The number of people admitted to hospital for skin cancer treatment in England rose by nearly a third in five years, official figures show.

In 2007 there were 87,685 admissions, while in 2011 there were 123,808. The data, gathered by researchers at Public Health England, does not include treatment in outpatient units or by GPs.

Experts say cheap foreign holidays and the fashion for having tanned skin are probably to blame for the increase. The majority of the cancers treated were on the head and neck.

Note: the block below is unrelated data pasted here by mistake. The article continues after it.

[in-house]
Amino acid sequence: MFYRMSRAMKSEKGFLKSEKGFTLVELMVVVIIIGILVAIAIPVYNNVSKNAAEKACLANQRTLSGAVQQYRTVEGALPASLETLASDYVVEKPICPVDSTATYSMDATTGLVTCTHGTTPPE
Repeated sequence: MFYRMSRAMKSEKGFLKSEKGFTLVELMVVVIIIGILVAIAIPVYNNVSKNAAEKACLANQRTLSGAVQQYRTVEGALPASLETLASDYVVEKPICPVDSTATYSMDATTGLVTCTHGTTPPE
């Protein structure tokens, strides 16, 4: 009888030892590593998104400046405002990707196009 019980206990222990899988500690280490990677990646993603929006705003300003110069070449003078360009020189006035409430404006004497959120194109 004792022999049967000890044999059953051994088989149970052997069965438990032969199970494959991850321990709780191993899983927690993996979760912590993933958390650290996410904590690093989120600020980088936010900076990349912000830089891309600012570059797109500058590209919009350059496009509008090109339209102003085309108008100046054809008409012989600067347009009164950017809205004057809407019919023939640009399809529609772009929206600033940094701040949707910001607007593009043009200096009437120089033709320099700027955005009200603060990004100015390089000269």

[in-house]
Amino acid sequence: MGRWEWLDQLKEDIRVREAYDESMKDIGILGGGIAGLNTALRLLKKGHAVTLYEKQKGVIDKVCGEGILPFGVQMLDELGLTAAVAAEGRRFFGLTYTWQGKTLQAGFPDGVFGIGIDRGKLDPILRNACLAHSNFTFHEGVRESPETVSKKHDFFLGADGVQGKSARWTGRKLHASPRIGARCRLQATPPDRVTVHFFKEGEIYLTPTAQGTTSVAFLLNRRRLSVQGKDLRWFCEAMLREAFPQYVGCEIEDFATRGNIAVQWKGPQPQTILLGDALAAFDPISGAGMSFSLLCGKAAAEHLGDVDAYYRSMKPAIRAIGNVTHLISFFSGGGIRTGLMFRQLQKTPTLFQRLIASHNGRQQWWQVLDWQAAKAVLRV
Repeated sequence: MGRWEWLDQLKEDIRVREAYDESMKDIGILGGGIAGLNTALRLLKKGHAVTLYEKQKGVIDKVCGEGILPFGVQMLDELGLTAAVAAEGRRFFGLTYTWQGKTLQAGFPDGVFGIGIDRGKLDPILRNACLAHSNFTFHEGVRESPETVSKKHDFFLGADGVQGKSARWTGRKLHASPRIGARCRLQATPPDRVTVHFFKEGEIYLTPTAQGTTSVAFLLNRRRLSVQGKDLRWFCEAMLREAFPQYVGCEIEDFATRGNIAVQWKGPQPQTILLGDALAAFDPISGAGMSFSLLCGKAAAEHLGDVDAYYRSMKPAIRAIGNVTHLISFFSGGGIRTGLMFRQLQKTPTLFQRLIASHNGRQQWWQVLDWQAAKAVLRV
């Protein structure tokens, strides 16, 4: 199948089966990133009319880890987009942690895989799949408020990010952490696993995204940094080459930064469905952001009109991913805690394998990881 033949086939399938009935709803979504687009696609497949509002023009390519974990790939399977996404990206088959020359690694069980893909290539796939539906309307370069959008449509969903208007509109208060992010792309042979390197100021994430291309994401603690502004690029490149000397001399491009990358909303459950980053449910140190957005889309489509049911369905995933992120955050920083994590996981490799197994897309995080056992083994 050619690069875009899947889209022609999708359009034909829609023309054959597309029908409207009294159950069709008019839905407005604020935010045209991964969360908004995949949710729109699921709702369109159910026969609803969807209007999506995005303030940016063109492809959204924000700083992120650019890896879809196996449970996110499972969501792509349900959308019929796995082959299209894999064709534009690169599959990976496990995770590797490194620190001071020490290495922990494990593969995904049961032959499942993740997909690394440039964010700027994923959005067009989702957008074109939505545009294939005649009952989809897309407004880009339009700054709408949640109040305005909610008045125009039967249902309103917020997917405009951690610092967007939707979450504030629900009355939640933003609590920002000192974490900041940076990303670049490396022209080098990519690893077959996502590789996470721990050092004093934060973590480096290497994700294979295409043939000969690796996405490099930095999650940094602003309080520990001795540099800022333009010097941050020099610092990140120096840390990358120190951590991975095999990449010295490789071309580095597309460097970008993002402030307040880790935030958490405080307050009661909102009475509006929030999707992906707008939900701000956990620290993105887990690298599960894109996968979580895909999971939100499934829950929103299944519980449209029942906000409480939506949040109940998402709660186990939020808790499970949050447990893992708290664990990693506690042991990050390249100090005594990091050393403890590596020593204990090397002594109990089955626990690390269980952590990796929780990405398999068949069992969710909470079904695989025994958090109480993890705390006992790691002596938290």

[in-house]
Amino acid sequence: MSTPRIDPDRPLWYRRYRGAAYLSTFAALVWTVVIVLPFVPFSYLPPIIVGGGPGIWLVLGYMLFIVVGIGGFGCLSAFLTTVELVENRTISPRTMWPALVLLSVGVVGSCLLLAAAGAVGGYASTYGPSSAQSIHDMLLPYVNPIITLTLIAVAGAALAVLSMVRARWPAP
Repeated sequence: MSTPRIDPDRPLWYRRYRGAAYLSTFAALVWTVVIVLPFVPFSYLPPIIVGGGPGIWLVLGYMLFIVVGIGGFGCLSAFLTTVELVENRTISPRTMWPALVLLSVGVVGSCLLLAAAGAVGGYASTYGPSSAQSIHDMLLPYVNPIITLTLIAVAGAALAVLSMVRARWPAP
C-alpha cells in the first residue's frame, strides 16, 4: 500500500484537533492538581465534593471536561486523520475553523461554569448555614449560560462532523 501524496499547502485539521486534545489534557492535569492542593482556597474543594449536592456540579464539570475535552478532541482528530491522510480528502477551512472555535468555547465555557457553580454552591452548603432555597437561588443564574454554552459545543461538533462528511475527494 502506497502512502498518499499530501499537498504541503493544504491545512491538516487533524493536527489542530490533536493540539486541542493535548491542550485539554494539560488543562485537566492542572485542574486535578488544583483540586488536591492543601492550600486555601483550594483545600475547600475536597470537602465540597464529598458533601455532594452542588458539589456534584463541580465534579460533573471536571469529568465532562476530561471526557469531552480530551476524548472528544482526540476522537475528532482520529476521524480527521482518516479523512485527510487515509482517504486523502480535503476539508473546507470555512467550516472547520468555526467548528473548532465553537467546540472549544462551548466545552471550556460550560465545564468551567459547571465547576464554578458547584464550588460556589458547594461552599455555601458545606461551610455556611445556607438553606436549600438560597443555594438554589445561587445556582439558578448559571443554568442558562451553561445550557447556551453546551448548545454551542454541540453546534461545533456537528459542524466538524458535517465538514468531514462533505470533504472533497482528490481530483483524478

While skin cancers can be serious, they are also largely avoidable as excess sun exposure is the major cause.

The figures, which will be presented at the World Congress On Cancers Of The Skin, in Edinburgh later this week, show that admissions for both the most risky form of skin cancer - malignant melanoma - and other skin cancers are on the rise.

Between 2007 and 2011, hospitals in England saw a 30% increase in admissions for melanoma treatment and a 43% rise in non-melanoma skin cancer admissions.

"Although it may seem that summer's over, September Sun in the UK can still be strong enough to burn, especially for those who have sensitive skin.

The full report can be found at the BBC Health News